NASA’s Hubble Telescope is giving astronomers a rare look at a Jupiter-sized, still-forming planet that is feeding off material surrounding a young star.

“We just don’t know very much about how giant planets grow,” said Brendan Bowler of the University of Texas at Austin in the release. “This planetary system gives us the first opportunity to witness material falling onto a planet. Our results open up a new area for this research.”

The American space agency said in the social media posts that it has taken this extrasolar five million years — “a pretty young age for a planet” — to grow to its current size.

“These Hubble observations help give us insight into how gas giant planets formed around our Sun 4.6 billion years ago,” NASA added in the post.

The image shows a red, hot planet emanating electrical sparks, the other ends of which are connected to halo rings surrounding it as if the planet was using them as a tube to suck from the outside.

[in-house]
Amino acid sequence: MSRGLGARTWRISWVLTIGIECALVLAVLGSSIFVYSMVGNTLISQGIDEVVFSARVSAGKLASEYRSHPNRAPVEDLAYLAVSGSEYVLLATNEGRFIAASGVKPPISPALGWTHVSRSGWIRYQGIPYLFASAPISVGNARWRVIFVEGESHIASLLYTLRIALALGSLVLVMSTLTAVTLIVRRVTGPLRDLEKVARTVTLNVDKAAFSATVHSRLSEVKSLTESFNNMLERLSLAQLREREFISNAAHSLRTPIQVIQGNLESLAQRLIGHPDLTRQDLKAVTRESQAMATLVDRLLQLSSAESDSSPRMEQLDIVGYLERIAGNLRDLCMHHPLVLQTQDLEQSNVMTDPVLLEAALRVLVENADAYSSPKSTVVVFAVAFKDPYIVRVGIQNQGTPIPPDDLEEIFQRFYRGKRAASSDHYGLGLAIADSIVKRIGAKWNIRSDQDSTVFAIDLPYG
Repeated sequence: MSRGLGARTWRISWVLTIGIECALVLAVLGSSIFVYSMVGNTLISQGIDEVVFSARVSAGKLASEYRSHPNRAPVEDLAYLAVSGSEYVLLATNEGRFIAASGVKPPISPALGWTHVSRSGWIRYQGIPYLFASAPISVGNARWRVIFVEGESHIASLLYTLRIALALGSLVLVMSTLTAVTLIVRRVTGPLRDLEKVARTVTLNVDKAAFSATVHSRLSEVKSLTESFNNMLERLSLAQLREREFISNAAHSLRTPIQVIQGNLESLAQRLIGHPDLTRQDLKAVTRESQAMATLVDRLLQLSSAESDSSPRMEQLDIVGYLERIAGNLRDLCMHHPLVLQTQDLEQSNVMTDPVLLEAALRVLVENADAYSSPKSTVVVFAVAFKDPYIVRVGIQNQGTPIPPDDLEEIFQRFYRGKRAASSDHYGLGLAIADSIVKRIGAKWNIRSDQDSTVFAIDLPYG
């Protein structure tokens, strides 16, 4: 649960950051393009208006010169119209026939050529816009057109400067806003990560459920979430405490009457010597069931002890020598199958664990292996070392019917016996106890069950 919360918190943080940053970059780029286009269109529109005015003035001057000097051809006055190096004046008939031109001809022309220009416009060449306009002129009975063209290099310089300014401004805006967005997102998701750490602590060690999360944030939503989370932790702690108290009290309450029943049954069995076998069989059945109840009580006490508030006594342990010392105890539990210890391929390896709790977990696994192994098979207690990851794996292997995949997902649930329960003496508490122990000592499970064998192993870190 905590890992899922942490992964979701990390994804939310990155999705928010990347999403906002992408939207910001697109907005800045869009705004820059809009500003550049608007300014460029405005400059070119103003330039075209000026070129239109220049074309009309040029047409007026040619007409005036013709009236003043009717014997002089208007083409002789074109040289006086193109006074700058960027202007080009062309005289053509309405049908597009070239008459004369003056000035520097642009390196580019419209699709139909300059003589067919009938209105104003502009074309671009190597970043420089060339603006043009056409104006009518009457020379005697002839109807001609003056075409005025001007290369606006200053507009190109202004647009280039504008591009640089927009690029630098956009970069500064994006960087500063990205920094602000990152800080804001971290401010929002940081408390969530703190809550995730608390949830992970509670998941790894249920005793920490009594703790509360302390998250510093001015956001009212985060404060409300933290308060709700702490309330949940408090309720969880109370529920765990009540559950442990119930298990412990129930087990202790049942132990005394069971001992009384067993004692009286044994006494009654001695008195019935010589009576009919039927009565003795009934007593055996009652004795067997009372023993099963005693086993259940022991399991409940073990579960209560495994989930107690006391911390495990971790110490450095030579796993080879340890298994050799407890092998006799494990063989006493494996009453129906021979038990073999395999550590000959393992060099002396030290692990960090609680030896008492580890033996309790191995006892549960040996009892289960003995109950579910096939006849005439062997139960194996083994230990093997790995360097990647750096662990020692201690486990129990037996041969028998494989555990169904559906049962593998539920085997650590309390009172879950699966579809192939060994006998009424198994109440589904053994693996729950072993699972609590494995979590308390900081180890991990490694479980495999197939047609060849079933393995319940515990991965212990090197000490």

The exoplanet, dubbed PDS 70, orbits the orange dwarf star PDS 70b, which is “already known to have two actively forming planets inside a huge disk of dust and gas encircling the star,” the release states. The system is 370 light-years from Earth in the constellation Centaurus.

In a blog post, NASA said that these observations would offer insights into how giant planets formed around the Sun 4.6 billion years ago.

NASA said more than 4,000 exoplanets have been documented until now but only about 15 have been directly imaged by telescopes.

In order to combat the glare of the orange dwarf star, which is 3,000 times brighter than the planet nearby, Zhou carefully processed the images to remove the glare so that only the planet’s light was visible.

These planets are so far away and small that they simply appear like dots in the best photos. However, scientists say that are hopeful the Hubble’s new technique could open a completely new area of research.

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